[easyazon-image align=”left” asin=”1476717257″ locale=”us” height=”333″ src=”http://ecx.images-amazon.com/images/I/41xqNVW5cuL.jpg” width=”220″ alt=”Jesus Feminist” ]5 Reasons to read Jesus Feminist by Sarah Bessey
(Paperback: Howard Books, 2013)
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By Maria Drews
Sarah Bessey recently released Jesus Feminist: An Invitation to Revisit the Bible’s View of Women, exploring “God’s radical notion that women are people, too,” through stories, Scripture, faith, and inspiring models. Here are five reasons why you should read it.
1) She changes the tone of the conversation, and invites you to do the same.
“Let’s agree, for just a little while anyway, that both sides are probably wrong and right in some ways. I’m probably wrong, you’re probably wrong, and the opposite is true, because we still see through a glass, darkly. I want to approach the mysteries of God and the unique experiences of humanity with wonder and humility and a listener’s heart.”
Often the current “topics of debate” in the church, such as homosexuality, the role of women in the church, the inerrancy of Scripture, and the existence of hell, are discussed in just that way, as “debates.” Fortunately, Bessey knows this tendency and heads it off before it begins, opening her book by saying, “Let’s try to lay down our ideas, our neatly organized Bible verses, our carefully crafted arguments.” Bessey is not interested in a pointing fingers in accusation, proof texting the Bible, or building an arsenal of arguments against complementarianism (she barely even uses the word “complementarianism”), but in having a real conversation built on empathy and understanding on both sides. “No, my purpose… is actually to take a step out of those debates, to pursue a third way: a redemptive way.” Throughout Jesus Feminist she celebrates the stories of women, points to prophetic witnesses, and insists on putting love first, practicing the grace-filled way of Jesus though the conversation.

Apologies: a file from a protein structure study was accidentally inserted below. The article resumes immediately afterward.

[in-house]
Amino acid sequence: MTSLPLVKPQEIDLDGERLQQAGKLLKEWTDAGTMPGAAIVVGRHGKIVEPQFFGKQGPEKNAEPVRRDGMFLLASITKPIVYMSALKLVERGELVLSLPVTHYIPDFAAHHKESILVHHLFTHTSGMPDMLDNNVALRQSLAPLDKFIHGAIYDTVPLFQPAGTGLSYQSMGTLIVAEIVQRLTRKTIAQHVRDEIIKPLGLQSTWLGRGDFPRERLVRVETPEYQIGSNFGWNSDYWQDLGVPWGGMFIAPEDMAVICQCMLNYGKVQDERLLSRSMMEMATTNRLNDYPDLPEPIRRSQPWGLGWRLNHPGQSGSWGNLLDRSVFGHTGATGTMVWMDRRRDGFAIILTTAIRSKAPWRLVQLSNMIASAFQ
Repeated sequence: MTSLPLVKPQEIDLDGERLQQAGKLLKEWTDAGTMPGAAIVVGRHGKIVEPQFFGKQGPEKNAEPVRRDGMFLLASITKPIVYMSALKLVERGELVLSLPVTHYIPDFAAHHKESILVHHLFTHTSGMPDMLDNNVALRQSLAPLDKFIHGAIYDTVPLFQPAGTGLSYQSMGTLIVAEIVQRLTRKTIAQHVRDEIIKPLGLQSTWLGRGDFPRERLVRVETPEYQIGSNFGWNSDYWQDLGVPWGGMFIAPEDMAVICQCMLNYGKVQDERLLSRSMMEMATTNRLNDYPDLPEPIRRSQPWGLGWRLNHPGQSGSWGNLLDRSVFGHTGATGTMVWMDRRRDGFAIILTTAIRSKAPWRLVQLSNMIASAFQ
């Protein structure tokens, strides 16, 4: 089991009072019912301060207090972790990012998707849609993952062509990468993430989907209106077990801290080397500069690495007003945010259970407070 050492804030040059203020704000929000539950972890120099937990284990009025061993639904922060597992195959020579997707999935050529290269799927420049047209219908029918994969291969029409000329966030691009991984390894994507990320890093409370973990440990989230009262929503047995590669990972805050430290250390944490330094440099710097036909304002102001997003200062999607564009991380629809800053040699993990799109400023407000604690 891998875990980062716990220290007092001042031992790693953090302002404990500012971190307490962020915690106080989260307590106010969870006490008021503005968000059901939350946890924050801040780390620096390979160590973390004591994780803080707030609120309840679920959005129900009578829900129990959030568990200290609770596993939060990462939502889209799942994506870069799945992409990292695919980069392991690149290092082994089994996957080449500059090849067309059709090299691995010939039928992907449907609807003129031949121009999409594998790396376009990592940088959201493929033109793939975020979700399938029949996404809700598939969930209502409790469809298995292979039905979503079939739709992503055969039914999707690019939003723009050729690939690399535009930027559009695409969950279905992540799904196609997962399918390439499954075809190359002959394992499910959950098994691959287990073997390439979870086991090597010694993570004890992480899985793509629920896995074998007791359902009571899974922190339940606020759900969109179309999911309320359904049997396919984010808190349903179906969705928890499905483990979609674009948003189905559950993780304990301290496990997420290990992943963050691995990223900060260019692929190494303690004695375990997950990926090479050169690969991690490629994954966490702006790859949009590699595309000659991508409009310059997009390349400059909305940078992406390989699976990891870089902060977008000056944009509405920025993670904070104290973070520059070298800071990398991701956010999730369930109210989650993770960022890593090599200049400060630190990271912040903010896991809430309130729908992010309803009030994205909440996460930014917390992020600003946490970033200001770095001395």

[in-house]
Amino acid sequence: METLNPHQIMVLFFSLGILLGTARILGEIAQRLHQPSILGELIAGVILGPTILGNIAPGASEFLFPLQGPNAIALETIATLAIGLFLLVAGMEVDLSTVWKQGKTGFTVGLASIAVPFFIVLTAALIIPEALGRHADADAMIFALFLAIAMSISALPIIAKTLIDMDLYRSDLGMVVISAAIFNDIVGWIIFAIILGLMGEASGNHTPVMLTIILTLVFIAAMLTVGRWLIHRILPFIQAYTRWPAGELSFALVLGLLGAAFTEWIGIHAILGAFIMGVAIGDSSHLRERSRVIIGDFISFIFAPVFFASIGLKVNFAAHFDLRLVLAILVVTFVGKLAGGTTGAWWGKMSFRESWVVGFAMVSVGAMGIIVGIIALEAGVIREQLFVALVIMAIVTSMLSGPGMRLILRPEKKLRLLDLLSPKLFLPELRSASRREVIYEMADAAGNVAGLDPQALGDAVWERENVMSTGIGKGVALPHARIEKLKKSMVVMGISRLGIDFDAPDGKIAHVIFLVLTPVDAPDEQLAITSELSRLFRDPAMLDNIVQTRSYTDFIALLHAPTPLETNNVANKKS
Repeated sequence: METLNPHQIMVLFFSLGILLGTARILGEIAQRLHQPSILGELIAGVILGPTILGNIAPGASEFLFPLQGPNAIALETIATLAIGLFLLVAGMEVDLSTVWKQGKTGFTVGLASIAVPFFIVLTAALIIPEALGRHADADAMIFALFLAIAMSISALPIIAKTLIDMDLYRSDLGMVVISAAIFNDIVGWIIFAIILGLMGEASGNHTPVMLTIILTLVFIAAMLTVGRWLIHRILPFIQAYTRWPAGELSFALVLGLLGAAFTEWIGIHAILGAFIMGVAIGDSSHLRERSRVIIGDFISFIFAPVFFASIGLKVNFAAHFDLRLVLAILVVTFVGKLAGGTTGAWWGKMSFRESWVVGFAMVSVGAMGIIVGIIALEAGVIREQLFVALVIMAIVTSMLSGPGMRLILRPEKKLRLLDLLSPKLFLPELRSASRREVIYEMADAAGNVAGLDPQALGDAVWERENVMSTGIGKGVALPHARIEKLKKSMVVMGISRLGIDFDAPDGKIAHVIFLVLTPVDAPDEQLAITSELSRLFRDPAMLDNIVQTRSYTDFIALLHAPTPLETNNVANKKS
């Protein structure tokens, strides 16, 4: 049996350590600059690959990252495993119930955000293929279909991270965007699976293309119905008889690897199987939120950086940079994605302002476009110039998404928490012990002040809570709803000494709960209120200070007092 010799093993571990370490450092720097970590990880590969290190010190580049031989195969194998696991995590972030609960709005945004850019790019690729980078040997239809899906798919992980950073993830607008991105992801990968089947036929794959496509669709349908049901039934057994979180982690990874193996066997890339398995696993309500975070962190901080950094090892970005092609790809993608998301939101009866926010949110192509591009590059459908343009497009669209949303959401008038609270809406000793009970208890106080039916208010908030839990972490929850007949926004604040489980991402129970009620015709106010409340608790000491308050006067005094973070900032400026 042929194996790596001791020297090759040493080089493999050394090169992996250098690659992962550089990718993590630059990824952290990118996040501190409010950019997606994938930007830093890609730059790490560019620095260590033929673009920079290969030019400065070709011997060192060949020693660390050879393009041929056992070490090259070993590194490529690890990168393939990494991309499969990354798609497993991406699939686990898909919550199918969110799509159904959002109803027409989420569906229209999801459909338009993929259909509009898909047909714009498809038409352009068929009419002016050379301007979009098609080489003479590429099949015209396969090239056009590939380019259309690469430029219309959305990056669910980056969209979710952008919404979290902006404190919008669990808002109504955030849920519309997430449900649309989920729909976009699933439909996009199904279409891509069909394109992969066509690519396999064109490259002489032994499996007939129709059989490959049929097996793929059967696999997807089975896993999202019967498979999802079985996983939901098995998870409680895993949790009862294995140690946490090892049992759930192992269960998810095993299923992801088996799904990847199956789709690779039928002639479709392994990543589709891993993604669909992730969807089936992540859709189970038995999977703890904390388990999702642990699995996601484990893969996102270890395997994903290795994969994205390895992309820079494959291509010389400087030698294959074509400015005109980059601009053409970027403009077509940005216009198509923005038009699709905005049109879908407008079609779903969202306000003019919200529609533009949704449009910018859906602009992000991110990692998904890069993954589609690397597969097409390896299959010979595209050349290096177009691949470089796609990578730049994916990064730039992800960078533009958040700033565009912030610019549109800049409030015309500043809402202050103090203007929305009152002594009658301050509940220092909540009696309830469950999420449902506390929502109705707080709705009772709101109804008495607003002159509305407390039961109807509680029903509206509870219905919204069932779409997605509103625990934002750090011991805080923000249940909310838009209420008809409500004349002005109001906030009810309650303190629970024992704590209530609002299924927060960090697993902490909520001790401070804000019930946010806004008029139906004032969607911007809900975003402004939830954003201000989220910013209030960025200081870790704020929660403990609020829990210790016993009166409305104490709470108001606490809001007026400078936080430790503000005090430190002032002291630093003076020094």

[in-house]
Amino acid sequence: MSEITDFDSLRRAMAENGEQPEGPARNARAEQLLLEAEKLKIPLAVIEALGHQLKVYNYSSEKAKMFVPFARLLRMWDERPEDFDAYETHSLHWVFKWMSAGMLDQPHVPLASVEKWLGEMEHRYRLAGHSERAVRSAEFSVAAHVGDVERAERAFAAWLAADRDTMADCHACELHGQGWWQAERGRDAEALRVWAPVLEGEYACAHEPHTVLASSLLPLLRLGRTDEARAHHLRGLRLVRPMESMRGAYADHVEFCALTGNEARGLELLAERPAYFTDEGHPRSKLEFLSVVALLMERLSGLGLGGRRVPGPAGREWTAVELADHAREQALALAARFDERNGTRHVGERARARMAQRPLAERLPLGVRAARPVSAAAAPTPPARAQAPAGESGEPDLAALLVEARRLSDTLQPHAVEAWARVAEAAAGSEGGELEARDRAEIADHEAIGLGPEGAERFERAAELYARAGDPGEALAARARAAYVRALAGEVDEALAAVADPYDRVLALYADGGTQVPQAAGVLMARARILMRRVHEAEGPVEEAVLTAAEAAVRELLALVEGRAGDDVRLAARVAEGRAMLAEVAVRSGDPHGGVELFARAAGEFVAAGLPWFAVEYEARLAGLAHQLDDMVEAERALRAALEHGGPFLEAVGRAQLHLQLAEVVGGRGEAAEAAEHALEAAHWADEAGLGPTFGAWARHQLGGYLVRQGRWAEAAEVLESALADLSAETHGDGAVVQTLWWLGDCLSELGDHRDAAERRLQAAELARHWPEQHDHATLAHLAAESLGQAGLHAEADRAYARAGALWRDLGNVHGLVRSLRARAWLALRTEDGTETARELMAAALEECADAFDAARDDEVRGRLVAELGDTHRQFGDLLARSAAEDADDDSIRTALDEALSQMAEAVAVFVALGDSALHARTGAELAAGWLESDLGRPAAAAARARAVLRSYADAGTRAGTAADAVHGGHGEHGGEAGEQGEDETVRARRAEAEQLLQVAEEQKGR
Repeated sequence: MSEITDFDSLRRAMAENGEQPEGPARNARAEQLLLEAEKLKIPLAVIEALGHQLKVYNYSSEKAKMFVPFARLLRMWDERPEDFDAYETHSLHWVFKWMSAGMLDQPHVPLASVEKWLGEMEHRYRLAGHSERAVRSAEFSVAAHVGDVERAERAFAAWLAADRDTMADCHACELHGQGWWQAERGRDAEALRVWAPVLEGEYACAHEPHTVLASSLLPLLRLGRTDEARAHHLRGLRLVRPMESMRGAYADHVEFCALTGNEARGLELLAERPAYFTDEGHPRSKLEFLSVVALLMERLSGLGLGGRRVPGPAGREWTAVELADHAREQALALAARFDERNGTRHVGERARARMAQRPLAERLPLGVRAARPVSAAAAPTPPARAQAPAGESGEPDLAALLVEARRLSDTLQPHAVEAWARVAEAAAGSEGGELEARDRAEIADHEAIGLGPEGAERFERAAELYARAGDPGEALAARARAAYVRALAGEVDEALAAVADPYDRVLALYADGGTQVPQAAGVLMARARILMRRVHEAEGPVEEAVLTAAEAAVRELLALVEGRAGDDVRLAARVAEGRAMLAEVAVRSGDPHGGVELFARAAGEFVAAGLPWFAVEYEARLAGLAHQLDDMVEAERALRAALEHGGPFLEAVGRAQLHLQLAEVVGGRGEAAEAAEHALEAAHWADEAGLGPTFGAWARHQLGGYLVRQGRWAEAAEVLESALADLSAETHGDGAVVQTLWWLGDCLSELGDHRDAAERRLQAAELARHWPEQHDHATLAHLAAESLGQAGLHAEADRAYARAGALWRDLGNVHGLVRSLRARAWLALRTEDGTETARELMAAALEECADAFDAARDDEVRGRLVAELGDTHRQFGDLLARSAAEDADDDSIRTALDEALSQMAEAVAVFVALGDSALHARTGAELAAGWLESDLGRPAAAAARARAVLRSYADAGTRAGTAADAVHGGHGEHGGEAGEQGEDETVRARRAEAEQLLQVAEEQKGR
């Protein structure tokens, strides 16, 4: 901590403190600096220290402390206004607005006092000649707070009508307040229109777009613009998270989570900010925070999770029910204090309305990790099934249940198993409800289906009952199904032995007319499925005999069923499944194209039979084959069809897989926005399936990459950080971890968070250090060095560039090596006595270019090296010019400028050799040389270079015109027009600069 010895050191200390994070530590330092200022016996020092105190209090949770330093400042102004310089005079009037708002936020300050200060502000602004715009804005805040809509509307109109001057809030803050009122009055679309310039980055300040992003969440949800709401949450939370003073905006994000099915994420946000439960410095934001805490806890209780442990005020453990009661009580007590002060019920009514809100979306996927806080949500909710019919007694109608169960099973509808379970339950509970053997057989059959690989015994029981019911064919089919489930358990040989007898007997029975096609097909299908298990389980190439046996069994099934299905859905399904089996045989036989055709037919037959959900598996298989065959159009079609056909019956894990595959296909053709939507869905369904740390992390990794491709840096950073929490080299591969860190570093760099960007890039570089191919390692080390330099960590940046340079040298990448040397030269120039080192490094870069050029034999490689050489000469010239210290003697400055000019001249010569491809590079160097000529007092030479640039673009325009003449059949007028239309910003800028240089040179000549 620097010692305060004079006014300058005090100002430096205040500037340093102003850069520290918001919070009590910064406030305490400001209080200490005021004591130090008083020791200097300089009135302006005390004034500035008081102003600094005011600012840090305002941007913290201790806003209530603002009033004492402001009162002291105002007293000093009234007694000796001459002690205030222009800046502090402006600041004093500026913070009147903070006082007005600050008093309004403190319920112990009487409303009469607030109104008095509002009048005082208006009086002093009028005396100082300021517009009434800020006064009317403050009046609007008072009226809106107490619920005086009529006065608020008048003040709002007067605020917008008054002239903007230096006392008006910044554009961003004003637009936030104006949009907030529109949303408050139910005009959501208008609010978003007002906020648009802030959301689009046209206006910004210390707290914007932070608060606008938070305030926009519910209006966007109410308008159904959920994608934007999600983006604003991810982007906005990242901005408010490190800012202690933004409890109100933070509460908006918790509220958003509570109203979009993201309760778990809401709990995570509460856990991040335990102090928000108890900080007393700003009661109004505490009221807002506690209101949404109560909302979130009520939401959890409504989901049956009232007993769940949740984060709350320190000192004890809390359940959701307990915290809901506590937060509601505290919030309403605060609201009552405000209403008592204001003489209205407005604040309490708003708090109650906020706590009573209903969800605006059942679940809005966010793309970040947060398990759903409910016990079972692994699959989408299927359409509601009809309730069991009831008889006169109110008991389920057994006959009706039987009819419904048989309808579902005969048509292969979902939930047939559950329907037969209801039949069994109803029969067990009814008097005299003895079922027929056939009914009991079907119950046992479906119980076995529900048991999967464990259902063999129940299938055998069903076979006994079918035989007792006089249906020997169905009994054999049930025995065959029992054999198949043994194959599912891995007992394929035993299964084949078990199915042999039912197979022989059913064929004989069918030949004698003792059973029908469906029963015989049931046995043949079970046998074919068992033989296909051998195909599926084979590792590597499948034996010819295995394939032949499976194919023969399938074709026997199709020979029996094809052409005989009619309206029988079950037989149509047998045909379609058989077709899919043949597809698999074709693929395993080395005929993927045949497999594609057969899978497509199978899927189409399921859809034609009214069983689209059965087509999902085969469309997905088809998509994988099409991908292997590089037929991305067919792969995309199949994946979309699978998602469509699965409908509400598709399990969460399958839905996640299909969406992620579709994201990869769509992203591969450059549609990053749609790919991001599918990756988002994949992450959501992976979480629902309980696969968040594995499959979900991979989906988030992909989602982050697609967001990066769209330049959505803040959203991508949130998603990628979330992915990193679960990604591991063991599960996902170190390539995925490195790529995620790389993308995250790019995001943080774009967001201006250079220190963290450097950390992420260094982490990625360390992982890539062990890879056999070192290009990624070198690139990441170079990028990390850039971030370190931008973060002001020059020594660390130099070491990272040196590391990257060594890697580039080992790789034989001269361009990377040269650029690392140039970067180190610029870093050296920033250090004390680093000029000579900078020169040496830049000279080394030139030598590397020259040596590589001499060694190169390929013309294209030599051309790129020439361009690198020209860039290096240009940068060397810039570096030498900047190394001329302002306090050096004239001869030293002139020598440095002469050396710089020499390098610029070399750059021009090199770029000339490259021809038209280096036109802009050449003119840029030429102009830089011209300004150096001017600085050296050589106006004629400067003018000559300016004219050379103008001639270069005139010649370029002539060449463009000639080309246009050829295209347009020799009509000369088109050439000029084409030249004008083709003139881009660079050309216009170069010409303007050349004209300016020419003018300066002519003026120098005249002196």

2) She reclaims the word “feminist.”
“At the core, feminism simply consists of the radical notion that women are people, too. Feminism only means we champion the dignity, rights, responsibilities, and glories of women as equal in importance, not greater than, but certainly not less than- to those of men, and we refuse discrimination against women. …now I call myself a Jesus feminist because to me, the qualifier means I am a feminist precisely because of my lifelong commitment to Jesus and his Way.”
Bessey is not scared of the word “feminist” and doesn’t think the Church should be, either. “I like the word feminist, even if it worries people or causes a bit of pearl clutching… I’d like to see the Church (re)claim it.” By rejecting “feminism” as the work of secular scholars such as Betty Friedan and Gloria Steinem, she argues, we can forget feminism’s roots in Christian women fighting for voting rights and the abolition of slavery, and the way the “secular” feminist movement promotes justice and human thriving in the world. For many millennial Christians, fearing “feminists” sounds just as silly as fearing The Assyrians. We not only accept that women should have equal dignity, rights, and responsibilities, we are willing to fight for such rights around the world, educating girls, advocating for the equality of women, and dismantling systems of sex trafficking and abuse. As Bessey argues, we should be using the word feminist not in spite of, but because of, our commitment to Jesus.
3) She models kingdom ethics and hermeneutics.
“In Christ, and because of Christ, we are invited to participate in the Kingdom of God through redemptive movement- for both men and women- toward equality and freedom. We can choose to move with God, further into justice and wholeness, or we can choose to prop up the world’s dead systems, baptizing injustice and power in sacred language. Feminism is just one way to participate in this redemptive movement.”